These courses are designed to help you create appointments and meetings with ease, use flagging and categories to corral all your inbox email, manage tasks and to-dos, and use Outlook Task List options.
If your inbox gets a steady stream of email every day, you’ll also appreciate these courses’ solid tips for capturing work in Outlook. Another suggestion from Gini Courter is to sort the items that require your action by priority and the amount of time each will take. This sorting then determines whether you set up a task or a calendar appointment and how you take next steps. For more on this, lynda.com members should check out the Capturing work in Outlook movie in the introduction chapter of both Outlook 2010 and Outlook 2007 time management courses.
My new productivity motto: Enjoy your email, and make your calendar and tasks work for you in the new year!
We’re excited to kick off a five-part professional development series this week designed to help you cultivate the traits of an invaluable professional. With the help of author and business coach Dave Crenshaw, we built the series around five tangible goals: developing your abilities, becoming a student of your profession, focusing on the activities that bring high value to your company, improving your professional networking, and positioning yourself as a leading expert. Whether you’re an entrepreneur or a new hire, this series is designed to help you unearth your full potential to contribute, innovate, and add value to your organization—right away and in the future.
The first segment of Dave Crenshaw’s Invaluable series, Invaluable: Unlocking Your Abilities, focuses on putting together a personal action plan that allows you to harness your natural talents, match your job responsibilities to those talents, and assess your performance. With an overarching focus on self-improvement, Dave shows how to develop yourself so that you can provide genuine and ongoing value to your organization.
Why not make 2012 the year you become the asset your organization can’t live without? Leave us a comment and let us know your aspirations for the coming year.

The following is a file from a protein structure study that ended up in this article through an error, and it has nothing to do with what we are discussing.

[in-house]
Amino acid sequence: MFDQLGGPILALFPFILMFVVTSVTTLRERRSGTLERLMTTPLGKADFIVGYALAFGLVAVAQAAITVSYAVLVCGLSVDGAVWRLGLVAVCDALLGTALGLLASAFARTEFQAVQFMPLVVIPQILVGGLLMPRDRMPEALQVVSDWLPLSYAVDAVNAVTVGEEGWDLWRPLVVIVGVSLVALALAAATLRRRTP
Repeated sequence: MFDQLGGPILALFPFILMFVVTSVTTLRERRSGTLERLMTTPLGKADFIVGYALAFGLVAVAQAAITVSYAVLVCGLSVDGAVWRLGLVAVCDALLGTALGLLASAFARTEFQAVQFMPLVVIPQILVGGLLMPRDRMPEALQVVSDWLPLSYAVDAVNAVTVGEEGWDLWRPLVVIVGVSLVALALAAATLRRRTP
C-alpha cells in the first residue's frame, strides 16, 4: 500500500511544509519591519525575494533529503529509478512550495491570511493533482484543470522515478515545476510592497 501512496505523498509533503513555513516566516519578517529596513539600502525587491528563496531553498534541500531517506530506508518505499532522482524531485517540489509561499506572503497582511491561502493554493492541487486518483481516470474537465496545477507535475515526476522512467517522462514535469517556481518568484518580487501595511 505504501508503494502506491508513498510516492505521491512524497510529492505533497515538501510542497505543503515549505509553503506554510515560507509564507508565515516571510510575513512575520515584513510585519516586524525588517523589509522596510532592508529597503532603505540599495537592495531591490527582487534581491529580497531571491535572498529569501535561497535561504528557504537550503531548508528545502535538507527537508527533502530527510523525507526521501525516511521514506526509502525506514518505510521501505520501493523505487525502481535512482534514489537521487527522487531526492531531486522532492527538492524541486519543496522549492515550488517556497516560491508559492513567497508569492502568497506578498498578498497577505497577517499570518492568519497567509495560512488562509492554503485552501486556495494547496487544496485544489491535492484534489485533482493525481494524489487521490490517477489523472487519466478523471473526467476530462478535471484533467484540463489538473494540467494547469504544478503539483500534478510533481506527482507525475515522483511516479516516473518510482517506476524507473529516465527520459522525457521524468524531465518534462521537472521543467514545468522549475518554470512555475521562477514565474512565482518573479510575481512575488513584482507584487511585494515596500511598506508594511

For more on Dave Crenshaw’s Invaluable series, watch out for these four upcoming installments:
February: Invaluable: Developing Your Business Savvy
March: Invaluable: Making Yourself Irreplaceable April: Invaluable: Building Professional Connections May: Invaluable: Becoming a Leading Authority
Happy 2012! Now is a great time to startcreating an effective résumé, and author Mariann Siegert has all the tips you’ll need to reflect on the past year’s accomplishments and use those to plan goals for the new year.
To help you start the new year off right, Mariann has shared some fantastic tips for updating both your résumé and online profile (LinkedIn, for example)—whether you’re in the market for a new job or not.
Updating Key Information
Any changes to your personal information?
Delete physical addresses (these are no longer used as a way of communication while job searching and may lead to identity theft). Remove your work phone number if applicable (unless you work for yourself).
Remove any fax numbers—this is an antiquated means of contact.
Check your contact email address and cell number to be sure they are current and accurate. Make sure you include the best way of contacting you.
Have you attended any classes, workshops, or professional training courses? For example, have you completed any lynda.com courses?
Have you won any awards or received any certifications?
During the last year, how did you:
Save or make the company money?
What new software applications or programs did you use?
Have you worked on any new projects?
Did you receive a promotion or other special recognition?
Adding PAR Statements
Replace any clichés you find with powerful PAR statements (Problem Action Result). PAR statements take advantage of using numbers, dollar figures, and percentages to tell a business story—in this case your story. It’s a proven fact that using numbers, dollar figures, or percentages to illustrate the impact you have made in your career will have a greater impact on your audience or résumé reader by proving what you have accomplished in the past and what you can bring to the table in the future.
It’s easy to write a PAR statement. Here’s how it works:
Problem: What problem have you solved this year?
Action: What action did you take to resolve the problem?
Result: What was the result of your action?
Then quantify your statements with percentages, money saved, or time saved (whenever possible). Here’s an example of a PAR statement:
“Designed new Flash web site based on competitive market evaluations and client needs, resulting in a 70% increase in web site traffic and 55% profit margin for the client.”